Stop them and you will feel far better after 5-6 days. 

Eggs contain natural toxins that cause bone erosion leading to higher blood calcium/magnesium ratio. This leads to impaired ATP hydrolysis (ATP is dependent on Mg) = less chemical energy for your brain to synthesize serotonin. 

If you don't want to wait 5-6 days, you can take magnesium 1-2 g/day immediately and this way you will get better in 1-2 hours. 

However, it won't change the fact that eggs = osteoporosis. Any food/drug that leads to osteoporosis also generates depression. For example SSRI = loss of bone density this way patients quickly become dependent on their drug, the scenario is perfect for Big Pharma!




on February 08, 2017
at 10:25 PM

Just saw this today: https://www.youtube.com/watch?v=fqyjVoZ4XYg



on February 08, 2017
at 10:22 PM

I would suggest that you make cheat meals/days for yourself - it eliminates the guilt of not eating right. I abide by 10% of meals per week being cheat meals, or 1 day per week.

There actually is some scientific evidence that a cheat day at the end of the week is actually good for you because it "resets" your system by replenishing glycogen and such in a way that won't be stored as fat, but as energy.

I've also found that my mood has increased since taking D3 supplementation - particularly good for winter time and/or people stuck inside all day who don't get much sun exposure.


Finally, I find that making an evening routine helps that removes tv, phone, etc from the equation -reading before bed is my go-to


on February 03, 2017
at 10:48 PM

Fish oil!!!! It's great for depression, mood and your brain.  If you go to Coromega dot com I've found the highest fish oil and I'm addicted to the stuff.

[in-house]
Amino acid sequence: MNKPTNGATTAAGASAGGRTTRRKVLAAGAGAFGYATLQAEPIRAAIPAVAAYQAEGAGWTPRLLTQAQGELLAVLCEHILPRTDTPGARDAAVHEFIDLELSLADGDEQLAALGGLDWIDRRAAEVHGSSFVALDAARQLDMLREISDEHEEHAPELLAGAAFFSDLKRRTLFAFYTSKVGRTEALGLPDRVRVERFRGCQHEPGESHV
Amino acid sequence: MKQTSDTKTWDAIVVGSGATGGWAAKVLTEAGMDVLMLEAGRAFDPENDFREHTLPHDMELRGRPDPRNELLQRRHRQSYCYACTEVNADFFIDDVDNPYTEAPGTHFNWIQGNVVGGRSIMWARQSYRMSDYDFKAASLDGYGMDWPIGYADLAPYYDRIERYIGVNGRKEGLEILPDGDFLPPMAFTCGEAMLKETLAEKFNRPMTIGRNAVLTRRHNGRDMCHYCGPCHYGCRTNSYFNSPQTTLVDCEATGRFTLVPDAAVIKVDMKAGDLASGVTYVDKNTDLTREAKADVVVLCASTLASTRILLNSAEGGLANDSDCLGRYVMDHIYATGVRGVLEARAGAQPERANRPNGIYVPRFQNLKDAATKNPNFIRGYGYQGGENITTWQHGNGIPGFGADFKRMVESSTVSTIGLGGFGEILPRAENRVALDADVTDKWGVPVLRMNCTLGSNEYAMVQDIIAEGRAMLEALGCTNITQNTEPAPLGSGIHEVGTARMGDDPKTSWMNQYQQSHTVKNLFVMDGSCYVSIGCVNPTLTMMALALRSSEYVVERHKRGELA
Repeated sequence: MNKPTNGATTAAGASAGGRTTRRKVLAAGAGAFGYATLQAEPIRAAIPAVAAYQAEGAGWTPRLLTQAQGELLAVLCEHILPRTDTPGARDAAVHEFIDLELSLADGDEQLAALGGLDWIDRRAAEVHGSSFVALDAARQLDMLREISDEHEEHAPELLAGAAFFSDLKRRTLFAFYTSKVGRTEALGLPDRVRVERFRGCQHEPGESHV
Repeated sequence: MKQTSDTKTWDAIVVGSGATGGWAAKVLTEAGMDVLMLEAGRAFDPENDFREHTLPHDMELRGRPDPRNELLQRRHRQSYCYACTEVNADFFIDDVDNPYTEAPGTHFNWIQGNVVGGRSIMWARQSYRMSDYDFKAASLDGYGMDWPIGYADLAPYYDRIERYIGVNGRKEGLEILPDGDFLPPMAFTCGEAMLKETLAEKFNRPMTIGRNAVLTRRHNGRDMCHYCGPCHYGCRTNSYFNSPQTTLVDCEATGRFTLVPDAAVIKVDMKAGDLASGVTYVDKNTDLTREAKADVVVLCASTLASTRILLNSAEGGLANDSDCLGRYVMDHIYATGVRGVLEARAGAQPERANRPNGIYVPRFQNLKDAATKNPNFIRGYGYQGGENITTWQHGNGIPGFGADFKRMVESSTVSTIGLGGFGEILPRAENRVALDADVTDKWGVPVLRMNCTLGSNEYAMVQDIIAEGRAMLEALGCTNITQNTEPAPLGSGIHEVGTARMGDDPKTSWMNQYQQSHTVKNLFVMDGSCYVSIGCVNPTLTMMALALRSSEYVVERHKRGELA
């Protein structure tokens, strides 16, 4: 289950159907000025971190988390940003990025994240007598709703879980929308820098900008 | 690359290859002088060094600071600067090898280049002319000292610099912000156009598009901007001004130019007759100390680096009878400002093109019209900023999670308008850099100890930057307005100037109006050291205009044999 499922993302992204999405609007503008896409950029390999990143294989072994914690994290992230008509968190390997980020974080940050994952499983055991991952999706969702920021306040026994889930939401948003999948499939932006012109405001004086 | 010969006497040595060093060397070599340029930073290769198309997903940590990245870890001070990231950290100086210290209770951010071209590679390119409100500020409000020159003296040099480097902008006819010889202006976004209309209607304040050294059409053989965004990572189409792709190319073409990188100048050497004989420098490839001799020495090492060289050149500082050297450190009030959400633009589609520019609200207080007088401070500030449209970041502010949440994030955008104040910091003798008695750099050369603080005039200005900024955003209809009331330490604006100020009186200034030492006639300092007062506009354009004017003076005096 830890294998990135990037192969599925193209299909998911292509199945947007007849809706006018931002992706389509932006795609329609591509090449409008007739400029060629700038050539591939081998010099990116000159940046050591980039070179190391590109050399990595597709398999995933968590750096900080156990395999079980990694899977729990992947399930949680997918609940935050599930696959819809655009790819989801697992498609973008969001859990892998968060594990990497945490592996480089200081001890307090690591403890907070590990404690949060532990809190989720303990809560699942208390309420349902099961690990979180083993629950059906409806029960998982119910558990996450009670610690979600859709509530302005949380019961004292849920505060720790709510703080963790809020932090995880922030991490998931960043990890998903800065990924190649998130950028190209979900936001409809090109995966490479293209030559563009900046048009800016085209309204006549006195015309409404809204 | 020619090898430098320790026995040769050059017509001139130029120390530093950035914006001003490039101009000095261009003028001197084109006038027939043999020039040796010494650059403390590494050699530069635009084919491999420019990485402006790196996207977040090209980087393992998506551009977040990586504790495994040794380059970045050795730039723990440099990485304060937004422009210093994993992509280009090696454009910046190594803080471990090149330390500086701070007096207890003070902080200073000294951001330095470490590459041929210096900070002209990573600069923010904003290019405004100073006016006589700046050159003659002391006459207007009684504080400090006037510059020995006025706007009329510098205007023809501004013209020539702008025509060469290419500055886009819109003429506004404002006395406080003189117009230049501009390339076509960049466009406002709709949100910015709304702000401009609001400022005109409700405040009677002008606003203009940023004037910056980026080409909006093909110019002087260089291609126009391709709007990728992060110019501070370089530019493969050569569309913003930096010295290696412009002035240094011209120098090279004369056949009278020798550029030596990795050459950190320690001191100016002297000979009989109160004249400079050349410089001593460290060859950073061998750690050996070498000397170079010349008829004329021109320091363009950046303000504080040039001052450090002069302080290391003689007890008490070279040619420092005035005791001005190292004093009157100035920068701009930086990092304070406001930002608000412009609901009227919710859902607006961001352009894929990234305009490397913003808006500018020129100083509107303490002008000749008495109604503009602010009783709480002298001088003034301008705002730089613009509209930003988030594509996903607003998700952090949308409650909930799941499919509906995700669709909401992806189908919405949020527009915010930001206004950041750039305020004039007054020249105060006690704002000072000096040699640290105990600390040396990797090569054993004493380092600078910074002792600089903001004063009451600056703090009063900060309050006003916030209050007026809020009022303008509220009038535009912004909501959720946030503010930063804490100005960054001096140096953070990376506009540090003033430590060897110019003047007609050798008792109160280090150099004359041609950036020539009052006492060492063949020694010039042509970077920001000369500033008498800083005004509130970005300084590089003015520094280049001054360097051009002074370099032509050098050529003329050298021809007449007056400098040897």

on December 12, 2016
at 10:22 PM

As a Holistic Nutritionist student, I would FULLY suggest the Whole30 diet first and foremost. You need to eliminate, and then rebuild. Buy the book and cookbook. I found mine on Amazon.


Good luck!


on September 01, 2016
at 05:47 AM

I had good luck with Bacopa for depression. I developed a tolerance quickly unfortunately. Walking 30-60 mins a day is a very good cure for depression. It also helps overall brain function and creativity. Good luck!



on June 03, 2016
at 12:54 PM

Most people who are depressed know the source of the stressor that led/leads to their depression. You should address this, head on ASAP. Secondly, your regimen seems a bit too regimented and may become an additional stressor which you do not need. R E L A X! Third, I would emphasize weight training a bit more. Use heavier weights and use the big muscles with exercises like squats, deadlifts, bench presses and overhead presses. Do your sets with minimal rest between sets for a great cardio workout.

Medium avatar

on May 18, 2016
at 11:04 AM

You are not doing yoga. Right?? Start doing it, yoga is really helpful for depression. You will see results only in 15 days. I have tried it. I would even suggest that leave everything behind and start doing yoga every morning and evening.



on May 18, 2016
at 10:07 AM

I would be cautious about so much magnesium (900 mg/day from what I can see) and vitamin D without any calcium. The upper limit for magnesium supplements is set at 350 mg for a reason.


It has been shown in the Chinese population that < 1.7 Calcium:Magnesium ratio leads to increased mortality when magnesium intake was higher than the RDA of 320-420 mg. http://www.ncbi.nlm.nih.gov/pubmed/23430595


Also it´s worth noting that depression like symptoms such as brain fog, inability to concentrate, feeling of emptiness, meaninglessness, weakness, exhaustion, can be the after effect of (prolonged) stress, and it´s really just a period of recovery that while painful, may be necessary. Taking all sorts of supplements and lifestyle and dietary changes to again boost stress hormones may not be the best approach even though you may feel better in the short term. What the body needs may be adequate uninterrupted sleep, relaxation, a good nourishing and easy to digest diet with adequate amounts of calories. Of course optimal digestion is absolutely crucial, and poor digestive function will in practice mean that the body isn´t getting the nutrients and calories it needs. Digestive problems can thus be a cause of elevated stress. But stress in itself can cause digestive problems.

Answer Question

Get FREE instant access to our
Paleo For Beginners Guide & 15 FREE Recipes!